Hello, Frank Indiviglio here. Turtles and other reptiles are full of surprises when it comes to reproduction. In the past few decades we’ve learned that incubation temperature, not genetics, determines the sex of many species, that some have dispensed entirely with males (i.e. the Brahminy Blind Snake) and that the massive Komodo Dragon is capable of reproducing without fertilization. Recently (May, 2011), biologists have determined that turtle embryos move within the egg and actively seek heat. This finding may cause us to re-examine conservation techniques, and raises an array of important questions – i.e., can turtle embryos actually determine what sex they will be? Read More »
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Hello, Frank Indiviglio here. Asia’s freshwater turtles face an unprecedented extinction crisis, which may soon result in the loss of 90 or more species. In 2001, I joined other turtle enthusiasts in south Florida to help process nearly 10,000 turtles of many species that had been confiscated on route to food markets in China. The magnitude of the response to their plight heartened me, but today, unfortunately, we are still fighting an uphill battle. Please see Part 1 of this article for details. Following is a bit more on this sad situation. Read More »
Hello, Frank Indiviglio here. The term “Asian Turtle Crisis” was coined in 1997, when photos of thousands of rare turtles being slaughtered in a Guangzhou, China food market propelled the tragic plight of Asia’s freshwater turtles into the conservation spotlight. The private turtle-keeping and zoo communities were quick to take action, and a number of fine organizations and programs resulted. In 2001, I traveled to south Florida to help rehabilitate and place 7,500-10,000 turtles that had been confiscated in China.
Hard Work Pays Off
In south Florida I worked day and night alongside dedicated folks from the New York Turtle and Tortoise Society and other herp-oriented organizations, internationally-known turtle biologists, private turtle fanciers and zoo colleagues. The marathon effort was a grand success, with more turtles saved and placed in good homes than anyone would have dared hope upon first seeing their wretched condition. Given the passion, funds and other support that the situation aroused, the future looked promising. Unfortunately, 9 years later, the situation remains very bleak.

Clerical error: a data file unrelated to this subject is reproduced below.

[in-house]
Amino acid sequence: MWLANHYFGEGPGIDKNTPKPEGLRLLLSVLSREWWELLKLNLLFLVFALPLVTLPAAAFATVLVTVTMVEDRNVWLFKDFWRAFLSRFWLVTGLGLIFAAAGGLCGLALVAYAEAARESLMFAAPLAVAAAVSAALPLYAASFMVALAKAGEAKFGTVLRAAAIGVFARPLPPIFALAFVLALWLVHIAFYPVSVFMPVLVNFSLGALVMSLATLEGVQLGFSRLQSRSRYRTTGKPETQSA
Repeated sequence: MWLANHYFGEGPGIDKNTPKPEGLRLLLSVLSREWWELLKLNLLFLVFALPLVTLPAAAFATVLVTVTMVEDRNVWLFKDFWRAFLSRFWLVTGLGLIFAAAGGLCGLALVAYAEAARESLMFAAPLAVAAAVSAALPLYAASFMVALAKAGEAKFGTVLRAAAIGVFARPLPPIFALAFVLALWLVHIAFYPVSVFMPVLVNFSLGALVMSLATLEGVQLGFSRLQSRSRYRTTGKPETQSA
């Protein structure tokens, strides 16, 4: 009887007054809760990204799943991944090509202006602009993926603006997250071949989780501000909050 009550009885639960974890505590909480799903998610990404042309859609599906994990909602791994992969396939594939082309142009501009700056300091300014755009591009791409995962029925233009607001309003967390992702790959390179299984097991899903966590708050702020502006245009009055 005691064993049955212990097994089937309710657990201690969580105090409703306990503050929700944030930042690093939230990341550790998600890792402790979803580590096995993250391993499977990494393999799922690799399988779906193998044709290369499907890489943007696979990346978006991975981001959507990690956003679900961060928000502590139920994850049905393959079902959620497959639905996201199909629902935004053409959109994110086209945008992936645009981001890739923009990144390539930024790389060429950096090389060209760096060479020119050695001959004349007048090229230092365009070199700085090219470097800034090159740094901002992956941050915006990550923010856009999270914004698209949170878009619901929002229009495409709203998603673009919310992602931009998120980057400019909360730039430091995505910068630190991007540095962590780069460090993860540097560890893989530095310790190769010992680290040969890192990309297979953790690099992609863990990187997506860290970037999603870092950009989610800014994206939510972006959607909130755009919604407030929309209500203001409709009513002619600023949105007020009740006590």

90+ Species Face Extinction
Recent studies by Conservation International (please see this article) reveal that at least 1/3 of the world’s 280 turtle species, including most of those found in Southeast Asia, are in imminent danger of extinction. Two photos on the homepage of the NY Turtle and Tortoise Society, taken 12 years apart in Guangzhou, China food markets, illustrate, graphically and tragically, that little has changed.
Several turtle species are represented by single populations numbering 12-50 individuals; only 4 specimens of the Red River Giant Softshell (Rafetus swinhoei, please see photo) are known to exist, the status of many Asian Box Turtles (Cuora spp., please see photo) can not even be determined, but several species have not been seen in years…the list goes on.
In Part 2 of this article we’ll take a look at the causes of the recent catastrophic declines in turtle populations and what is being done to reverse the trend.
Excellent article on the status of Asia’s turtles along with disturbing photos from food markets in China – READ THIS!
Please write in with your questions and comments.
Thanks, until next time,
Cuoras Species Headshots image referenced from wikipedia and originally posted by Torsten Blanck